Turning the page on a half-century of hostility, President Barack Obama signaled Thursday he will soon remove Cuba from the US list of state sponsors of terrorism, boosting hopes for improved ties as he prepared for a historic encounter with Cuban President Raul Castro.
Hours before his arrival in Panama for a regional summit, Obama said the US State Department had finished its review of Cuba’s presence on the list, a stain on the island nation’s pride and a major stumbling block for efforts to mend US-Cuba ties. A top senator confirmed that the agency had recommended removing Cuba from the list, all but ensuring action by the president within days.
“We don’t want to be imprisoned by the past,” Obama said during a visit to Kingston, Jamaica. “When something doesn’t work for 50 years, you don’t just keep on doing it. You try something new.”
With his optimistic assessment, Obama sought to set the tone for the US and Cuba to come closer to closing the book on more than a half-century of estrangement, when he and Castro come face to face at the Summit of the Americas. Obama arrived Thursday evening in Panama City.
The highly anticipated interaction with Castro will test the power of personal diplomacy as the two leaders attempt to move past the sticking points that have interfered with their attempt to relaunch diplomatic relations.
Sen. Ben Cardin of Maryland, the top Democrat on the Senate’s foreign relations panel, called the recommendation to delist Cuba an important step toward forging a more productive US-Cuba relationship. “The United States has a unique opportunity to begin a fresh chapter with Cuba – one that advances our national interests on the island and in the hemisphere,” he said.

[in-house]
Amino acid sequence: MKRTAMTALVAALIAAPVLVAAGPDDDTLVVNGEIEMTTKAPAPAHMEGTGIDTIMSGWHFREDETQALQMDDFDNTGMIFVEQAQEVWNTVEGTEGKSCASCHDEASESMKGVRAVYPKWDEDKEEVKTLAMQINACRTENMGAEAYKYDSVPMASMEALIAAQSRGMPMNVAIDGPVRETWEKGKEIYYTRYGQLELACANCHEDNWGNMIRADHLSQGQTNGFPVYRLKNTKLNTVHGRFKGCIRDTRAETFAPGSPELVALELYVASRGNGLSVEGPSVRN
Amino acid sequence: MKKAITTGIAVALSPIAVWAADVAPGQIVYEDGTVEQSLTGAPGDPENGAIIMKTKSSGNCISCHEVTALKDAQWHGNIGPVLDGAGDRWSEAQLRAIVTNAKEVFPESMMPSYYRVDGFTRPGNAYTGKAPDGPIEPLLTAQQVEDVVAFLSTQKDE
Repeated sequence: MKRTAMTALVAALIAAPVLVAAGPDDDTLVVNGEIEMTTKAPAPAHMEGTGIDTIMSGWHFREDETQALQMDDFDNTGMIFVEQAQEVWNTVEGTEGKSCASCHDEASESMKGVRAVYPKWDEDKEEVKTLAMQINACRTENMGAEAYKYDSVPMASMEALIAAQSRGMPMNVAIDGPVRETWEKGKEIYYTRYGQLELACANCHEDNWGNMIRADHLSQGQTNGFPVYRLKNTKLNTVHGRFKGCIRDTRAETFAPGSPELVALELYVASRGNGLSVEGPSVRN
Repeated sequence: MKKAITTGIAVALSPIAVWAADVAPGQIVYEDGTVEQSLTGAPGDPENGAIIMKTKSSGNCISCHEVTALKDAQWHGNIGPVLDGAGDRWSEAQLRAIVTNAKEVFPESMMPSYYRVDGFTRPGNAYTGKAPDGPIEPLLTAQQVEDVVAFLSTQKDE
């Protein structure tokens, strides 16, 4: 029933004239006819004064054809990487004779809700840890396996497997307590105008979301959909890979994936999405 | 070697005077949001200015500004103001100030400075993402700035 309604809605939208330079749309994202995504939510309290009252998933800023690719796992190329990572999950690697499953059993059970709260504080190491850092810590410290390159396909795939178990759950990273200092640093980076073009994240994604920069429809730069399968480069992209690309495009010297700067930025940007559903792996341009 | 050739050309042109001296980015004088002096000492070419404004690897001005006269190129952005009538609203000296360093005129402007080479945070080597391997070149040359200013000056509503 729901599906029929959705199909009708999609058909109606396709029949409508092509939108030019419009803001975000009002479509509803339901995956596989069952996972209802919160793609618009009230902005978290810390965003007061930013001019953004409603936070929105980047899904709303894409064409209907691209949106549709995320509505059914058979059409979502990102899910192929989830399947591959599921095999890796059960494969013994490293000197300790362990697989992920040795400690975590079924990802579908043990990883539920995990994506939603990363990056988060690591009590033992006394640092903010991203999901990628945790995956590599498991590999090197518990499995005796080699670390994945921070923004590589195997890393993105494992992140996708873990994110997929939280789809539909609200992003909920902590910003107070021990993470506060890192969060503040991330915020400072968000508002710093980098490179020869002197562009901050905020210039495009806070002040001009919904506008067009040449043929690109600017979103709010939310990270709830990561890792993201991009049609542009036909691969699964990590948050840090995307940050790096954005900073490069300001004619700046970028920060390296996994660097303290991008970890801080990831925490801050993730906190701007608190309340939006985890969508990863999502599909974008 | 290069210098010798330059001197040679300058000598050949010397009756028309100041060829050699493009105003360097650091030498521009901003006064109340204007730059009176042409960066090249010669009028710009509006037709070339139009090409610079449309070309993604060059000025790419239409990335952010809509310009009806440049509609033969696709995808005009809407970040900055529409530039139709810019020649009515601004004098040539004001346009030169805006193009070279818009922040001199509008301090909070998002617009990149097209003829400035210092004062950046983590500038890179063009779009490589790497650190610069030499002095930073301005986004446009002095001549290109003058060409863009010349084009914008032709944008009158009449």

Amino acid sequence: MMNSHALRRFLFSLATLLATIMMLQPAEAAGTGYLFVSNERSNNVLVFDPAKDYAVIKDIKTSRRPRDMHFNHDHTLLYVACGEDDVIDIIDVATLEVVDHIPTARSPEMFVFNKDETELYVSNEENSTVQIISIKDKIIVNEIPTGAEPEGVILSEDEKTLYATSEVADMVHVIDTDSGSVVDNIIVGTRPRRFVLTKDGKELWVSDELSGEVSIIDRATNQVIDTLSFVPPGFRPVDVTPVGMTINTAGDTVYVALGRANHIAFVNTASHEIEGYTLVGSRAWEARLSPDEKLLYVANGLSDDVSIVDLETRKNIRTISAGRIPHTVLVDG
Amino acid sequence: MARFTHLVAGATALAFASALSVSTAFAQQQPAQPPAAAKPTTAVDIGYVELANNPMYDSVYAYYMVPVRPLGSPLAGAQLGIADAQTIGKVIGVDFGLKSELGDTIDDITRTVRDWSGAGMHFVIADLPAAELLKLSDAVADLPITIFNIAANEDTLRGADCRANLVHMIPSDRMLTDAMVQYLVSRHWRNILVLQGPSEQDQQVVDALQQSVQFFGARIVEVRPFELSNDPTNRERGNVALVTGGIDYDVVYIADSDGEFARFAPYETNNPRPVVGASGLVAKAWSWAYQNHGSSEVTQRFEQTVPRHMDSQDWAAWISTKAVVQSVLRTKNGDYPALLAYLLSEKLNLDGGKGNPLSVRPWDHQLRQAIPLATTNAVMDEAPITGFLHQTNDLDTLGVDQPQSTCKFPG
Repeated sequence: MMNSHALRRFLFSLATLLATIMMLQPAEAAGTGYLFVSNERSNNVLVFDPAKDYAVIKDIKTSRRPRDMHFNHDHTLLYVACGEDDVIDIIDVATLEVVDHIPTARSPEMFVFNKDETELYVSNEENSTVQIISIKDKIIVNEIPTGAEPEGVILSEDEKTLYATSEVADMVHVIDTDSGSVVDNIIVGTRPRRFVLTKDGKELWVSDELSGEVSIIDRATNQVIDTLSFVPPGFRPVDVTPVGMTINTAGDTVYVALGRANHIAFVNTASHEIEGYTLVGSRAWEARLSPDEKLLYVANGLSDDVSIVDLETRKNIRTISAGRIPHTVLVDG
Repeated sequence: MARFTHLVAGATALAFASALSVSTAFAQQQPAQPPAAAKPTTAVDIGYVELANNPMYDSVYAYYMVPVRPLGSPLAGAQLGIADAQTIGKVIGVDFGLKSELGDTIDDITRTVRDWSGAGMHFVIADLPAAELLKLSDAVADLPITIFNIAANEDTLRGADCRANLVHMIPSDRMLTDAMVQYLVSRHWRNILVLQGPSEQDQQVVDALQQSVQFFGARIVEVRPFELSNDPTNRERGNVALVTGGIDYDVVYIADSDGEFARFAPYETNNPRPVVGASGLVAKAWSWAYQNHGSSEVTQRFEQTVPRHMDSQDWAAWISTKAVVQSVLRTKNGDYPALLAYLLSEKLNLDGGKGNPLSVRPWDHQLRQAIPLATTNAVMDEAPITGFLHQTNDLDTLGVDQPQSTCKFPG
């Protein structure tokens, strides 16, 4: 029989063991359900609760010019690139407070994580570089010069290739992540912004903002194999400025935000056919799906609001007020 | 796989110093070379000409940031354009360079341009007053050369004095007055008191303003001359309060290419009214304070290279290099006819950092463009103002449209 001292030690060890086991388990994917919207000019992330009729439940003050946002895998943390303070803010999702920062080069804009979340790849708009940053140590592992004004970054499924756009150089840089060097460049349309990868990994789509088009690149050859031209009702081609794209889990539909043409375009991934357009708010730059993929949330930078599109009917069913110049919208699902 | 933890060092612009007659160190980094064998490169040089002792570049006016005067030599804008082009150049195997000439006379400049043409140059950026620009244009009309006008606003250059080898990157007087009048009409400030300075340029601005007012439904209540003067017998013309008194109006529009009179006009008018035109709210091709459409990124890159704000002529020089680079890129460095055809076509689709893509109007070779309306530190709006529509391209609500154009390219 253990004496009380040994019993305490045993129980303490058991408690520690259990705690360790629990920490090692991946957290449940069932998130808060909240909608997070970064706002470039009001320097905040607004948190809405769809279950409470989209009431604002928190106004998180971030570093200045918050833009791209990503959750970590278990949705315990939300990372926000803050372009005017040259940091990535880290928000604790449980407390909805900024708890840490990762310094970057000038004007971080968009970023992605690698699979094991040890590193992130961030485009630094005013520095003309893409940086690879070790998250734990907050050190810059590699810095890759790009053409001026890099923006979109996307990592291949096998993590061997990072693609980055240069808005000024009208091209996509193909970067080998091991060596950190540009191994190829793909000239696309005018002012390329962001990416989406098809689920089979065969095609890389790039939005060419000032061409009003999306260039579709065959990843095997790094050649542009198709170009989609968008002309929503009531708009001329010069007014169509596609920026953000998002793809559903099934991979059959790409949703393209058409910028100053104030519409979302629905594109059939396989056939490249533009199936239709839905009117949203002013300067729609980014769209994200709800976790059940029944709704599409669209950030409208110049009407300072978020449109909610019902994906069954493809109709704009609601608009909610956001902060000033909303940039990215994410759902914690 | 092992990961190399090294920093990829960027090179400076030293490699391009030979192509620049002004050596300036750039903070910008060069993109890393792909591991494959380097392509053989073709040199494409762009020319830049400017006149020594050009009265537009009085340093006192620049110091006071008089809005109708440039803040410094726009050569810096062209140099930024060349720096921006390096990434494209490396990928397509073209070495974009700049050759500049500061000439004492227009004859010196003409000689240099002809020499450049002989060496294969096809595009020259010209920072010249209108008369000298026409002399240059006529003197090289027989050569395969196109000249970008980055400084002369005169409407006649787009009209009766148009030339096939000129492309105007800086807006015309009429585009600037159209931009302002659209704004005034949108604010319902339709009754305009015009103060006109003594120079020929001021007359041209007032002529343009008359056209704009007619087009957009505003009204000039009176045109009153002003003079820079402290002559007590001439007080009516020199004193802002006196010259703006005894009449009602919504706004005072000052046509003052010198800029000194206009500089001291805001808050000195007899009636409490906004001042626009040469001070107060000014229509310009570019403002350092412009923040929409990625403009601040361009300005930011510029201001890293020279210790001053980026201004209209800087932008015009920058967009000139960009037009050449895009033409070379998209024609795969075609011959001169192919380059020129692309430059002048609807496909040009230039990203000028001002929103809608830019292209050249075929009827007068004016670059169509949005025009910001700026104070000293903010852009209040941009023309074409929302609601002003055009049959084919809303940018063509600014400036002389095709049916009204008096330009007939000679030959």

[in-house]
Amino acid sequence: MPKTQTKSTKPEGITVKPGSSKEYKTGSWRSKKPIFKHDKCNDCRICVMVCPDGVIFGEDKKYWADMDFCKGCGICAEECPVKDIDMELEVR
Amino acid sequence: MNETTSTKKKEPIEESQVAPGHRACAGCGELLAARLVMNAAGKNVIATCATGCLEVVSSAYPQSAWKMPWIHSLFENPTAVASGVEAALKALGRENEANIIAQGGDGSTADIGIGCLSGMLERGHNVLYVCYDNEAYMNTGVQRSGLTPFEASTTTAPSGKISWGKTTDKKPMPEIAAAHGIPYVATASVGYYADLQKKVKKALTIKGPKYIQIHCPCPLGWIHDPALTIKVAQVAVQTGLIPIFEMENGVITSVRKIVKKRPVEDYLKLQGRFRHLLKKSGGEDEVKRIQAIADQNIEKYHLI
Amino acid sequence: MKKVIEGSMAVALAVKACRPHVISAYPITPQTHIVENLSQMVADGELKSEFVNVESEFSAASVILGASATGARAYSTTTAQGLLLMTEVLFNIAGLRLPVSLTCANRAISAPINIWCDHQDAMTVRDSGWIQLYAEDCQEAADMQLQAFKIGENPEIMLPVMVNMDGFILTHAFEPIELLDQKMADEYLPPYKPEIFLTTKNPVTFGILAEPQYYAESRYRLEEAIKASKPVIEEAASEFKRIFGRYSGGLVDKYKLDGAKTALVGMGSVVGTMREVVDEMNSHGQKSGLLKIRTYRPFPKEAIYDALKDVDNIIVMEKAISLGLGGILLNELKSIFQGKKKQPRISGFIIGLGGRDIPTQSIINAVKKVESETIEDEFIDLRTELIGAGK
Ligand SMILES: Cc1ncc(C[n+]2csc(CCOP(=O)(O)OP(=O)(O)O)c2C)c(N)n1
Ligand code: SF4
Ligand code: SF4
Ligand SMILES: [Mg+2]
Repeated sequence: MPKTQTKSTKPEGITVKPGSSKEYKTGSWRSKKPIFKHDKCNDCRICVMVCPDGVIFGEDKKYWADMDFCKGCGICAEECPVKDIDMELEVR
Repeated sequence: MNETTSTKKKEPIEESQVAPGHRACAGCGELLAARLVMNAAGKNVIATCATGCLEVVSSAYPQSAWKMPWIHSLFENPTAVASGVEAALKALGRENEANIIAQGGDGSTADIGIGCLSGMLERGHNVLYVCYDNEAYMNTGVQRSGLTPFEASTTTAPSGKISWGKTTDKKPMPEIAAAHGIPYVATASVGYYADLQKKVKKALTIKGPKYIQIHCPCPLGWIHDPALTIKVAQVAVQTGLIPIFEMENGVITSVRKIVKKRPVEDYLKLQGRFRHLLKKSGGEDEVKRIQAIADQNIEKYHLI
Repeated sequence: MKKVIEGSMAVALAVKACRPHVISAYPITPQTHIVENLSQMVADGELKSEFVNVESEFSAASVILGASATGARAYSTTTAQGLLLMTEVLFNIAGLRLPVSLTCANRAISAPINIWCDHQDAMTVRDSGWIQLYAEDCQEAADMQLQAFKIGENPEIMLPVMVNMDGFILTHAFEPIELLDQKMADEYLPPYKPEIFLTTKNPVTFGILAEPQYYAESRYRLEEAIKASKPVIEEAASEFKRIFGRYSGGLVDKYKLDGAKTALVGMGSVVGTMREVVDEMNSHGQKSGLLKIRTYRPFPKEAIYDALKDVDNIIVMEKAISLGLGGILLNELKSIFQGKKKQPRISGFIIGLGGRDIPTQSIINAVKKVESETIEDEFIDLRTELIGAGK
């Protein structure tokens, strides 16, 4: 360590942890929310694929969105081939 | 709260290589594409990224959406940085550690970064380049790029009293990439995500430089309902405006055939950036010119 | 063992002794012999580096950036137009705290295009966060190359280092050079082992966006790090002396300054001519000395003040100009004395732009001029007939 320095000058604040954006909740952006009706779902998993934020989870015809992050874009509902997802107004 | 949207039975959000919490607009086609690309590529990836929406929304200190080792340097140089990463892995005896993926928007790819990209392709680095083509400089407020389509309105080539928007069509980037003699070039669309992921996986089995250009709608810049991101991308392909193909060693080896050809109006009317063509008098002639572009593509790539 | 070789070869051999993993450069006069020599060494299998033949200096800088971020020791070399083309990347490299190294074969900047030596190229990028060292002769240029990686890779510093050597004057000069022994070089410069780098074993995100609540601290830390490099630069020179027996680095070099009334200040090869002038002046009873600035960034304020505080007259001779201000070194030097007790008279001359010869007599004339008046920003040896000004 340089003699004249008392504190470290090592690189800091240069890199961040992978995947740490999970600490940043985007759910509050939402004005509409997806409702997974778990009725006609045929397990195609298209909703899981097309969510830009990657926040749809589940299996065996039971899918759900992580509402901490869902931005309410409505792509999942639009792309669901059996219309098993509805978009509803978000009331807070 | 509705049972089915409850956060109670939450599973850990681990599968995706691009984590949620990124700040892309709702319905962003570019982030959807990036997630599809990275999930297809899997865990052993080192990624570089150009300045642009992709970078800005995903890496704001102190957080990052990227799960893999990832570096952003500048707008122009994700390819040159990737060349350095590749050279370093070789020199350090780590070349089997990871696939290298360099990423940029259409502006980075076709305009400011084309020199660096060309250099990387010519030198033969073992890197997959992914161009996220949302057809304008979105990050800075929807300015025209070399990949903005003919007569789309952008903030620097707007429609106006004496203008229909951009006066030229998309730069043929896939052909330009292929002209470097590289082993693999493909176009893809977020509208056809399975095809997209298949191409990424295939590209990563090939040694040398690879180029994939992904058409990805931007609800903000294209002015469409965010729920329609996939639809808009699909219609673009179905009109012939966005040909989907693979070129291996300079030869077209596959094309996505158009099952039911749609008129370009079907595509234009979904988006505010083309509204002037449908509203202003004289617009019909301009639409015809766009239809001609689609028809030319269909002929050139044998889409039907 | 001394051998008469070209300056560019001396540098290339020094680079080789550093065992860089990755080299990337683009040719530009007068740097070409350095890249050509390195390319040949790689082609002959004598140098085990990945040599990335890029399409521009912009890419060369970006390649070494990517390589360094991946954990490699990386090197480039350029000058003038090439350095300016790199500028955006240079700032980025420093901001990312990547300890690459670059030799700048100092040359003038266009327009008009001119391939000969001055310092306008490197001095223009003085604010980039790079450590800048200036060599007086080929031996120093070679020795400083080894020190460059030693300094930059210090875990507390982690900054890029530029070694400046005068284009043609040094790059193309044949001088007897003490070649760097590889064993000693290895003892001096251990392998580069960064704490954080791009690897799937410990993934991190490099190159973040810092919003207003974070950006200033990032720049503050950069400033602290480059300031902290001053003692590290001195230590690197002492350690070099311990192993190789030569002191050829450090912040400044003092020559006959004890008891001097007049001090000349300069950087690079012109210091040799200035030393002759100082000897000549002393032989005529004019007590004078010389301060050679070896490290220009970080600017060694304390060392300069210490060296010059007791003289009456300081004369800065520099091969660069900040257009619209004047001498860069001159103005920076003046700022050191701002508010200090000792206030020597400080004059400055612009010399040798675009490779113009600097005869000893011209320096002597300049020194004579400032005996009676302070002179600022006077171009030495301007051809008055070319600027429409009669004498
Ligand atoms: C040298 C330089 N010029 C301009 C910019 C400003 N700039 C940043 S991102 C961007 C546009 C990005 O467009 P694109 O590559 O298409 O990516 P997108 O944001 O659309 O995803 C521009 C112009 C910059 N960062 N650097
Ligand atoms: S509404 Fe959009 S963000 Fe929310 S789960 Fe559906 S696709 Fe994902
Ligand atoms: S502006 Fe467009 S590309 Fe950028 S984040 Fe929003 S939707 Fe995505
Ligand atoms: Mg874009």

This year’s summit is the first to include Cuba, and for Castro it’s a powerful opportunity to prove his country can be a responsible player on the world stage. Obama arrives having amassed some goodwill in Latin America by upending the US policy of isolating Cuba, a policy that had irritated others in the region, and by loosening immigration policies at home.
How much face time Obama and Castro will have at the summit was unclear. Although no formal meetings were scheduled, the White House said the two would surely cross paths.
Obama and Castro shared a handshake in 2013 at Nelson Mandela’s funeral, a jarring image for those who still recall the levels of US-Cuban antipathy during the Cold War.
While in Panama, Obama was to meet Friday with Panamanian President Juan Carlos Varela and other Central American leaders. He planned to speak at a forum of CEOs before joining other leaders for dinner at Panama Viejo, home to archaeological ruins dating to the 1500s. A visit to the Panama Canal was also likely.
Although taking Cuba off the terror list would remove one major obstacle to warming relations, Obama acknowledged that progress hasn’t been as swift as some had hoped.
“They are proceeding as I expected,” Obama said of the talks between Havana and Washington. “I never foresaw that immediately, overnight, everything would transform itself.”
The wild card at the summit: Venezuela’s leftist President Nicolas Maduro. Obama’s recent move to slap sanctions on seven leading Venezuelan figures seemed to backfire when other Latin leaders denounced it as overkill and rallied to Maduro’s side. Maduro had said he plans to hand Obama documents with millions of signatures denouncing US aggression.(China Daily)